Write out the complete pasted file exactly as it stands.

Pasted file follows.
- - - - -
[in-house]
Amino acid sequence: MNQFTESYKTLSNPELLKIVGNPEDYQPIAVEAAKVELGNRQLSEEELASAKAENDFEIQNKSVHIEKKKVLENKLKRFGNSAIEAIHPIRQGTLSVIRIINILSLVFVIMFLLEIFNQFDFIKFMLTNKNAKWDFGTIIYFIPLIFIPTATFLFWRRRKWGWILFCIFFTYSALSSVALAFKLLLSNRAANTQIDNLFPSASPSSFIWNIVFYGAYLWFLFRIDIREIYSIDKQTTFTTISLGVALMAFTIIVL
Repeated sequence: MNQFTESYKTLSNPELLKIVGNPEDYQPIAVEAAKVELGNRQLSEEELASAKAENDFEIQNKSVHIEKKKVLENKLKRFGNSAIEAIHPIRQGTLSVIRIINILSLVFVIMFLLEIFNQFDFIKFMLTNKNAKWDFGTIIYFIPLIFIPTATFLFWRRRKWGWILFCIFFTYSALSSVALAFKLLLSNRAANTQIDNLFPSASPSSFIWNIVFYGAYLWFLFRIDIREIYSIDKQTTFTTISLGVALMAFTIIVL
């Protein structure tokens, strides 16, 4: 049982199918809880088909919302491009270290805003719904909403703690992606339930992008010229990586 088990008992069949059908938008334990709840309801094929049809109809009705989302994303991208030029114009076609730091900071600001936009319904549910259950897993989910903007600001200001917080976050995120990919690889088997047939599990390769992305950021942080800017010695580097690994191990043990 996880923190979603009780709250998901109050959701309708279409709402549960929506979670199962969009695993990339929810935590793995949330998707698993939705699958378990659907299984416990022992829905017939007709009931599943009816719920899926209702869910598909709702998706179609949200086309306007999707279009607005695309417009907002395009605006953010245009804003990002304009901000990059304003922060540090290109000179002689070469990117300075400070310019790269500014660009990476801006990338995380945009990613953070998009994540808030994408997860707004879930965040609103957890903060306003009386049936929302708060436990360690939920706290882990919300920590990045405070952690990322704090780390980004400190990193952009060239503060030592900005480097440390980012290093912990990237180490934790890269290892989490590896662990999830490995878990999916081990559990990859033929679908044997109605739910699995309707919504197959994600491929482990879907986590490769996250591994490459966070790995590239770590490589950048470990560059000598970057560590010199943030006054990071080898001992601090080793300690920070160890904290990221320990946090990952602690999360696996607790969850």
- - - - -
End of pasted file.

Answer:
[in-house]
Amino acid sequence: MNQFTESYKTLSNPELLKIVGNPEDYQPIAVEAAKVELGNRQLSEEELASAKAENDFEIQNKSVHIEKKKVLENKLKRFGNSAIEAIHPIRQGTLSVIRIINILSLVFVIMFLLEIFNQFDFIKFMLTNKNAKWDFGTIIYFIPLIFIPTATFLFWRRRKWGWILFCIFFTYSALSSVALAFKLLLSNRAANTQIDNLFPSASPSSFIWNIVFYGAYLWFLFRIDIREIYSIDKQTTFTTISLGVALMAFTIIVL
Repeated sequence: MNQFTESYKTLSNPELLKIVGNPEDYQPIAVEAAKVELGNRQLSEEELASAKAENDFEIQNKSVHIEKKKVLENKLKRFGNSAIEAIHPIRQGTLSVIRIINILSLVFVIMFLLEIFNQFDFIKFMLTNKNAKWDFGTIIYFIPLIFIPTATFLFWRRRKWGWILFCIFFTYSALSSVALAFKLLLSNRAANTQIDNLFPSASPSSFIWNIVFYGAYLWFLFRIDIREIYSIDKQTTFTTISLGVALMAFTIIVL
């Protein structure tokens, strides 16, 4: 049982199918809880088909919302491009270290805003719904909403703690992606339930992008010229990586 088990008992069949059908938008334990709840309801094929049809109809009705989302994303991208030029114009076609730091900071600001936009319904549910259950897993989910903007600001200001917080976050995120990919690889088997047939599990390769992305950021942080800017010695580097690994191990043990 996880923190979603009780709250998901109050959701309708279409709402549960929506979670199962969009695993990339929810935590793995949330998707698993939705699958378990659907299984416990022992829905017939007709009931599943009816719920899926209702869910598909709702998706179609949200086309306007999707279009607005695309417009907002395009605006953010245009804003990002304009901000990059304003922060540090290109000179002689070469990117300075400070310019790269500014660009990476801006990338995380945009990613953070998009994540808030994408997860707004879930965040609103957890903060306003009386049936929302708060436990360690939920706290882990919300920590990045405070952690990322704090780390980004400190990193952009060239503060030592900005480097440390980012290093912990990237180490934790890269290892989490590896662990999830490995878990999916081990559990990859033929679908044997109605739910699995309707919504197959994600491929482990879907986590490769996250591994490459966070790995590239770590490589950048470990560059000598970057560590010199943030006054990071080898001992601090080793300690920070160890904290990221320990946090990952602690999360696996607790969850």